“Sometimes my clients expect me to be psychologist, career counselor, therapist AND financial advisor!” one of my advisor coaching clients recently lamented. It’s a sentiment to which many of us can relate. When that happens, the key is to remember that asking the right questions is as important, takes as much skill and provides as much benefit as providing the right answers.

As financial advisors, a large part of the value proposition we bring to our clients is our knowledge and expertise.  But we’ve all been in situations where a client lays at our feet an issue to which there is no financial solution. In fact, there are many issues that our clients – indeed all of us – face every day to which there are no external answers. No one can tell you if leaving your spouse, quitting your job or moving to Paris to follow your dream is the right thing to do. Each of us has to find those answers within ourselves. There’s nothing in Financial Advisor 101 that prepares us to help clients with these issues.  And yet, as trusted and respected advisors, clients often look to us for guidance. Successfully handling those situations requires us to recognize two things:  First, our role changes, and second, a different skill set is required to preserve and strengthen the client relationship.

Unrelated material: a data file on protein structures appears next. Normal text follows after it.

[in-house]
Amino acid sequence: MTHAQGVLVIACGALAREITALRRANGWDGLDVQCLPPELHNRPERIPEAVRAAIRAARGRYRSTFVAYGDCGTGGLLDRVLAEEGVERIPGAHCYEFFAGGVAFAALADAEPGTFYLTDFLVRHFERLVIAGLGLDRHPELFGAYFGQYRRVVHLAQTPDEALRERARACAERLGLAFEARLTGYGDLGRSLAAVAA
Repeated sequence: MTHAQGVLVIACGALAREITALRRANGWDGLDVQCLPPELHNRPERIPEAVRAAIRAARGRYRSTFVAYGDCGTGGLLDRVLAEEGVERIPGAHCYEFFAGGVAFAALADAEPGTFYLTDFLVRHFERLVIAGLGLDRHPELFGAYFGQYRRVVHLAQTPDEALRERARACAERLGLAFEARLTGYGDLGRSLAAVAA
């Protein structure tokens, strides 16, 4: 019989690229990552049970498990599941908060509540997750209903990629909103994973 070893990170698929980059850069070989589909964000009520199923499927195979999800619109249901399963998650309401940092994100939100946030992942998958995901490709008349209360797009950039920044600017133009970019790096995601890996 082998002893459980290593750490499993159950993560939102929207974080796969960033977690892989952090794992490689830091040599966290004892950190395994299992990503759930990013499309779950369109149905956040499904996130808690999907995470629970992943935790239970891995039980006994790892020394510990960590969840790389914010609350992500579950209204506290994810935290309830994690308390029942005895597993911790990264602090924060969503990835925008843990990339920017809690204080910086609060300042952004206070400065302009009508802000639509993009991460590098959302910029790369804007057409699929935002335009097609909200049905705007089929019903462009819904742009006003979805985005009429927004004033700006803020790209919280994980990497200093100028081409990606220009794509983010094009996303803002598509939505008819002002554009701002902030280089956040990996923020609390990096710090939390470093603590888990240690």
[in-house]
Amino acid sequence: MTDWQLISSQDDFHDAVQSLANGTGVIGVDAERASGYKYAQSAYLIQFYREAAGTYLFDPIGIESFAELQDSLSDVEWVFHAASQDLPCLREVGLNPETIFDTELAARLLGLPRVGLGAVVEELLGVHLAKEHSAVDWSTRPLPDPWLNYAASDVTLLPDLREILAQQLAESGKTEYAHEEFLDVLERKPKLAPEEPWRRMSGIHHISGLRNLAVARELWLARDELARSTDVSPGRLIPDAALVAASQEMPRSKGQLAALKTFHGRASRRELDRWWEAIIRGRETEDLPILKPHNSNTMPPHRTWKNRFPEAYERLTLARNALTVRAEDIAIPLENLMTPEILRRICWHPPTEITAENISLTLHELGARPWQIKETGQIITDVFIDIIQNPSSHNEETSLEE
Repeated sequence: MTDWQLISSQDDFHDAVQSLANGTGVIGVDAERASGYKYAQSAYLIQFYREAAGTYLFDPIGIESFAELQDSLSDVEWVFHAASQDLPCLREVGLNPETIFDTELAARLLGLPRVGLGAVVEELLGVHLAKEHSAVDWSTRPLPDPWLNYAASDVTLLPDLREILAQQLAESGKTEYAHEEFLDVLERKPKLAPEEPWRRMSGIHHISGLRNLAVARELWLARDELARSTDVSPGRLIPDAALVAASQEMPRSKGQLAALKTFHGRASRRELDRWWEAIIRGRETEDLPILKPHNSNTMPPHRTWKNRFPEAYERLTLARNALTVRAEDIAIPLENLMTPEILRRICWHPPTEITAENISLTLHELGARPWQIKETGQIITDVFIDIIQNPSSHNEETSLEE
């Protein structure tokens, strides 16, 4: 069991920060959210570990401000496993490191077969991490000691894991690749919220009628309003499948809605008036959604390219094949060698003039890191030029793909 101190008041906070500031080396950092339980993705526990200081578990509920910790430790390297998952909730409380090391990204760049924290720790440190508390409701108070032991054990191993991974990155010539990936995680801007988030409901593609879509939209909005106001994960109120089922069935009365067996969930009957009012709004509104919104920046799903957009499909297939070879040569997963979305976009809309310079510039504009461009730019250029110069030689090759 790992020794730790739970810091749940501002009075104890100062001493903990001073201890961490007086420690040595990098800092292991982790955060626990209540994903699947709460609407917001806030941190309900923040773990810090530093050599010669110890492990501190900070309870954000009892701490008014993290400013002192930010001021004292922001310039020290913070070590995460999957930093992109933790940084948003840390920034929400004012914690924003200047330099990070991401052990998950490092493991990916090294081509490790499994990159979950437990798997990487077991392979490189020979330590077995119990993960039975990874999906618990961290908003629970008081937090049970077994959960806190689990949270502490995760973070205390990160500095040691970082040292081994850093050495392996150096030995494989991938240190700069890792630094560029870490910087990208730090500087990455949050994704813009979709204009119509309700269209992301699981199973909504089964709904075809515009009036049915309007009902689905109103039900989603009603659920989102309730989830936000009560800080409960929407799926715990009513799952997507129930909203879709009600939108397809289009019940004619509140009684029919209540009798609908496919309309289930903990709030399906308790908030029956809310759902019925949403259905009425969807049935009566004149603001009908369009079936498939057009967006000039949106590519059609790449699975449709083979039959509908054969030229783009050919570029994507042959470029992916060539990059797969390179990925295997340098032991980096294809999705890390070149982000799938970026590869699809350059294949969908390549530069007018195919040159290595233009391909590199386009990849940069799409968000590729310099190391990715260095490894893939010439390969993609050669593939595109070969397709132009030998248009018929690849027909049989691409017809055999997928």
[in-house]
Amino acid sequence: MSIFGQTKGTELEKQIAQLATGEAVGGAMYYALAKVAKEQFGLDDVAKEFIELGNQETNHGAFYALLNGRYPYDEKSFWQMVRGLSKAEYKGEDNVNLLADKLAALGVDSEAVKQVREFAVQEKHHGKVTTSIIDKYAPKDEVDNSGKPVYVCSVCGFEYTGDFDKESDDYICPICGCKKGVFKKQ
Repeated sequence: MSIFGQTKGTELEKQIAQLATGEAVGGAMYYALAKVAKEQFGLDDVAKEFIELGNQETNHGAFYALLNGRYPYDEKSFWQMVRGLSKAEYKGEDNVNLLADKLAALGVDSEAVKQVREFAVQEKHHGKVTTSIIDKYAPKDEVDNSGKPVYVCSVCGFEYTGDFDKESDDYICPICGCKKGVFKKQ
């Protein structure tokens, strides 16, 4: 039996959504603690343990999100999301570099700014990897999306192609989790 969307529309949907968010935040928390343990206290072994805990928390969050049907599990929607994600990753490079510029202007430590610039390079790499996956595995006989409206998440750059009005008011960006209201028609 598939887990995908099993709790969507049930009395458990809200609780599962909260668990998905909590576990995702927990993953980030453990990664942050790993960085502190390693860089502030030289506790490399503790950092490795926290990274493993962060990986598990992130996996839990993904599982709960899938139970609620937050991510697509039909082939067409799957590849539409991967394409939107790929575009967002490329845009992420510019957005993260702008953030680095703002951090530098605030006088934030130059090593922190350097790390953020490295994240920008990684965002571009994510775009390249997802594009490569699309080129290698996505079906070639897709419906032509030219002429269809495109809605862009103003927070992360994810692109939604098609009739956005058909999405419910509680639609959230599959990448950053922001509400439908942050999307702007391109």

Register or login for access to this item and much more

All Financial Planning content is archived after seven days.

Community members receive:
  • All recent and archived articles
  • Conference offers and updates
  • A full menu of enewsletter options
  • Web seminars, white papers, ebooks

Don't have an account? Register for Free Unlimited Access